Journal of Civil Law Studies


Biagio Andò


This paper discusses the solutions adopted by Italian law (on which this study is mainly focused) and U.S. law as to the issue of recoverability of non-monetary damages suffered by one spouse for the intentional tortious conduct of the other. These suits are usually raised within the divorce proceeding and are grounded in the Italian law on the breach of conjugal duties.

In Italian law, notwithstanding the absence of specific provisions ruling this issue, and therefore the application of the general provisions on tort law not being barred, there was in the past a sort of immunity of family from the operation of tort law rules, resulting from the almost total absence of lawsuits in this field.

The unfavourable Italian approach towards admitting marital torts had its background in custom, and could be easily explained through the proverb ―you shouldn‘t wash your dirty linen in public.‖

The immunity rule was not only typical to the Italian legal tradition, but was present also in American law. Unlike Italian law, in U.S. the immunity rule was rooted in common law (in accordance with the English legal tradition).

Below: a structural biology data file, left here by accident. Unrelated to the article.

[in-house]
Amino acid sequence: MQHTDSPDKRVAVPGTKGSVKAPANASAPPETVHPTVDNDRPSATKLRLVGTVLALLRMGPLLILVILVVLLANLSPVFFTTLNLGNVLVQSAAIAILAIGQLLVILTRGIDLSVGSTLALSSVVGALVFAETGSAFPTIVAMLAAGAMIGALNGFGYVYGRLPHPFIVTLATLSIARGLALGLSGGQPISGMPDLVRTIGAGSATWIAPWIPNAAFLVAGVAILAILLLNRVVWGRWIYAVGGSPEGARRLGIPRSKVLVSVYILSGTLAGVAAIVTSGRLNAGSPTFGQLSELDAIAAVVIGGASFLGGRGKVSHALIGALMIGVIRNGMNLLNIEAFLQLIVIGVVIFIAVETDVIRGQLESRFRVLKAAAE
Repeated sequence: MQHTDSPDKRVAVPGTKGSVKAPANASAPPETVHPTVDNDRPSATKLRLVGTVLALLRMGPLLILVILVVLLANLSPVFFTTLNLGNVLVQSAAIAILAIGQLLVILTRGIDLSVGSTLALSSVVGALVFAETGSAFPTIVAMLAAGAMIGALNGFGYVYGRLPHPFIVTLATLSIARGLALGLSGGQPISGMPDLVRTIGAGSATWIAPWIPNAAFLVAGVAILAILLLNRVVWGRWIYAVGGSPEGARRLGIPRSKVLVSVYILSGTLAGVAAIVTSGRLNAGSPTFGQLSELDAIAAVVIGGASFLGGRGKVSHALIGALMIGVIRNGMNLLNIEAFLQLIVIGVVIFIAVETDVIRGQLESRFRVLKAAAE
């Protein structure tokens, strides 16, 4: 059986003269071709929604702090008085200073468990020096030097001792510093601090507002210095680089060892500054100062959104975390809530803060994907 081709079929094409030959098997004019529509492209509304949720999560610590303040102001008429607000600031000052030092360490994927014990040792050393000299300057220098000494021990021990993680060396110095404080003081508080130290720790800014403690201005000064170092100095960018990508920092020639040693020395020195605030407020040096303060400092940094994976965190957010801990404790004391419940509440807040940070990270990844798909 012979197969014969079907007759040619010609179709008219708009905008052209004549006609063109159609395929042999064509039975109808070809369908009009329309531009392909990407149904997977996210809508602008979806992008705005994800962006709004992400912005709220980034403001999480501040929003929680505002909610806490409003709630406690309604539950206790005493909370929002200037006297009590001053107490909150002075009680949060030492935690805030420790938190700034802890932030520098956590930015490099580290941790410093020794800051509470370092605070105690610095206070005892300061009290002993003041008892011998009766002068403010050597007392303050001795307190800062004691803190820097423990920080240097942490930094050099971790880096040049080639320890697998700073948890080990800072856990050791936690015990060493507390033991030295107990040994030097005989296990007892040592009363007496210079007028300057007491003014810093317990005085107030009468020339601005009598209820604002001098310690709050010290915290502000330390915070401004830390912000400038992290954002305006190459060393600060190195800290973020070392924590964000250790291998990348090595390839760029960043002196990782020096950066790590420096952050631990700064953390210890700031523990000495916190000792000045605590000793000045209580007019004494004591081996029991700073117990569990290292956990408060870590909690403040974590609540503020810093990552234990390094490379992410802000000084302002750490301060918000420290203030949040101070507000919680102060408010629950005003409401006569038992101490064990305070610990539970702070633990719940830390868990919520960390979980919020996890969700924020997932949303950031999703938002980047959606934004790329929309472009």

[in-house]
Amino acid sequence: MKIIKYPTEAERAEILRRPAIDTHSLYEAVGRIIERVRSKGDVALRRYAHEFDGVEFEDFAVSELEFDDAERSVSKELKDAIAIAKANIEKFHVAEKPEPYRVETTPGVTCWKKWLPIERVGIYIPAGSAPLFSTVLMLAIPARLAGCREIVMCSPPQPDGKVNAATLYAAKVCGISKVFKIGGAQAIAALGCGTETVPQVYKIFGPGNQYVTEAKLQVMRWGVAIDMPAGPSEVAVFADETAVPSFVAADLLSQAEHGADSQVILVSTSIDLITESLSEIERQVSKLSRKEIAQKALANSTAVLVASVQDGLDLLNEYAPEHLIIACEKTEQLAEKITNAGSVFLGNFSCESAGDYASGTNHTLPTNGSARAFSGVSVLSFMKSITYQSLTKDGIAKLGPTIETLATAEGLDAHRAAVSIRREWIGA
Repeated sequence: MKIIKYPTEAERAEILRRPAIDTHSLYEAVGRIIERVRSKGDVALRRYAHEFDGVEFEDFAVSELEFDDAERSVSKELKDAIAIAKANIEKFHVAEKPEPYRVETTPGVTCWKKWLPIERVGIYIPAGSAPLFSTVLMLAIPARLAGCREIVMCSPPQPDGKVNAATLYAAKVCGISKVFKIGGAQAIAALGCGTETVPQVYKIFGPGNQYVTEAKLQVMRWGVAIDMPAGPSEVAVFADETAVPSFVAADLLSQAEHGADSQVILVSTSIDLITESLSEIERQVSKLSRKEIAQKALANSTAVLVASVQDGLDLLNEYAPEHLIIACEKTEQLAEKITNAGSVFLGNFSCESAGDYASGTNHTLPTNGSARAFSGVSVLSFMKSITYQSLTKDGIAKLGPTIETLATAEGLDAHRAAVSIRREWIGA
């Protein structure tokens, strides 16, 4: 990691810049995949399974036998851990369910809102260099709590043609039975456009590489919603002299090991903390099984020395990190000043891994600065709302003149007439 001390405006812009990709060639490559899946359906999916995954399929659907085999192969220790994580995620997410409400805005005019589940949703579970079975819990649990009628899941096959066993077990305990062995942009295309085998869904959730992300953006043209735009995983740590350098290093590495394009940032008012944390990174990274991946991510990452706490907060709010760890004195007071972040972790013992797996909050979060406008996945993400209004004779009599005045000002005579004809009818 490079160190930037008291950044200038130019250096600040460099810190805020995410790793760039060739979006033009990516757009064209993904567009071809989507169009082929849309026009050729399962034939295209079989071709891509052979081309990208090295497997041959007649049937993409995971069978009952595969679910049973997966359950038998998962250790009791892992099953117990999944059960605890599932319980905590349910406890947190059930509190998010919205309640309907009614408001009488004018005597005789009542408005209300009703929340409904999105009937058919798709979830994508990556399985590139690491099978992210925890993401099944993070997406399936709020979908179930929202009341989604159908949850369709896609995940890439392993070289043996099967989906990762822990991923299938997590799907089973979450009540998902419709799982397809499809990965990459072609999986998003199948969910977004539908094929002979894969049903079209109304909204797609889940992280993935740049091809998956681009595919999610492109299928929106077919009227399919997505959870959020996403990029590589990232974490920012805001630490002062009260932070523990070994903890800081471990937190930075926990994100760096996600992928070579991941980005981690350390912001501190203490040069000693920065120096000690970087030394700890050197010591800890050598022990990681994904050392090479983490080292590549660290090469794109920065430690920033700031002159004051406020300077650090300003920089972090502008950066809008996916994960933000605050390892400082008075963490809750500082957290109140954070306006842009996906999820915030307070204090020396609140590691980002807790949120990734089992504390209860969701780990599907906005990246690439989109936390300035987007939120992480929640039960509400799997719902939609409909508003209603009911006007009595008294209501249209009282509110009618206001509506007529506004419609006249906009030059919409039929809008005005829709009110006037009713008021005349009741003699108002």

The transformation of the traditional family model occurred in the western world, characterized by a shift from the primacy of the family unit upon the single member to the primary relevance of the individuals within the family, together with a wider recoverability of non-pecuniary losses, paved the way for the acknowledgement of interspousal torts in both the legal systems.

The modern approach to the issue adopted in the Italian legal system will be illustrated mainly through judgments, while in U.S. the overcoming in most states of the traditional immunity rule (occurred through judicial rulings or by legislation) will be explained mainly through references to scholarship.

This survey, rather than suggesting new approaches to interspousal tort liability aims at assessing differences and similarities on the ground of operational rules used in a field—that of family law—which in the past comparative law enquiries did not delve into because of its alleged ‘exceptionalism.‘

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